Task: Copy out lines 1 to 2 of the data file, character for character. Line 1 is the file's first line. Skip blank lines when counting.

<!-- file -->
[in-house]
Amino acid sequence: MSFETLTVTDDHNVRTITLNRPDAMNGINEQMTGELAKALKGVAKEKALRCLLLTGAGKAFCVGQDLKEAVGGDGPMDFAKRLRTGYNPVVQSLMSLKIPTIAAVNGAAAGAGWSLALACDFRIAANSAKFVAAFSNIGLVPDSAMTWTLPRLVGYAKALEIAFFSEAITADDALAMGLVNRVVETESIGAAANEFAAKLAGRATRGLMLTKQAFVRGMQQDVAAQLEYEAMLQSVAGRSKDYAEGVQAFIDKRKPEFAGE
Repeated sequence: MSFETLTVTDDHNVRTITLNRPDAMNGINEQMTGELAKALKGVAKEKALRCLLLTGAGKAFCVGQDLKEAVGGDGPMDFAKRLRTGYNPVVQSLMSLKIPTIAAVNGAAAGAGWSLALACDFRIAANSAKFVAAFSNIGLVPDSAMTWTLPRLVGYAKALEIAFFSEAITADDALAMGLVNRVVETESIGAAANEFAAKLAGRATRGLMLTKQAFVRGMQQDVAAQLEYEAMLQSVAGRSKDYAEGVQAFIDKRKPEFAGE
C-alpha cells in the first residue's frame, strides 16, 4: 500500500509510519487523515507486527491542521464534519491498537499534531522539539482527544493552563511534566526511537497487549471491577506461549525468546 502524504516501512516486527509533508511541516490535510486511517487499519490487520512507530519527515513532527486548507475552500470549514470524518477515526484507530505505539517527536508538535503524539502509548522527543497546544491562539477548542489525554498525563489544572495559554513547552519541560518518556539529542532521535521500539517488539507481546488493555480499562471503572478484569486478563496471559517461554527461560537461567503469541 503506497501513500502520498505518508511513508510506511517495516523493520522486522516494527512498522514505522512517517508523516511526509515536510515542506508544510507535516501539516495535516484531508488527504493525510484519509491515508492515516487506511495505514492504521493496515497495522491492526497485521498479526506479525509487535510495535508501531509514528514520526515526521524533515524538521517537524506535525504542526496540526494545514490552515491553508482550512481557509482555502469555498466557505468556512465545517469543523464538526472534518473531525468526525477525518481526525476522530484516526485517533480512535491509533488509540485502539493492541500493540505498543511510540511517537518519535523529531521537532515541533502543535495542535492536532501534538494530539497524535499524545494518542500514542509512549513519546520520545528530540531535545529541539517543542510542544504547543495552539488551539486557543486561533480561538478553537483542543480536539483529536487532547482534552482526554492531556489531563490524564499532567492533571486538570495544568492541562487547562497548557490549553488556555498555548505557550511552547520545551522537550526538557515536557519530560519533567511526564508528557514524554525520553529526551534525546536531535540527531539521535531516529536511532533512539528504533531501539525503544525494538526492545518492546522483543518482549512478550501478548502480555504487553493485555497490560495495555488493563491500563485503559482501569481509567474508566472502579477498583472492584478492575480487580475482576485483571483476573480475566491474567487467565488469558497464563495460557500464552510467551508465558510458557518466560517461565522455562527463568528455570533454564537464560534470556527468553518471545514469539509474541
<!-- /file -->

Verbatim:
[in-house]
Amino acid sequence: MSFETLTVTDDHNVRTITLNRPDAMNGINEQMTGELAKALKGVAKEKALRCLLLTGAGKAFCVGQDLKEAVGGDGPMDFAKRLRTGYNPVVQSLMSLKIPTIAAVNGAAAGAGWSLALACDFRIAANSAKFVAAFSNIGLVPDSAMTWTLPRLVGYAKALEIAFFSEAITADDALAMGLVNRVVETESIGAAANEFAAKLAGRATRGLMLTKQAFVRGMQQDVAAQLEYEAMLQSVAGRSKDYAEGVQAFIDKRKPEFAGE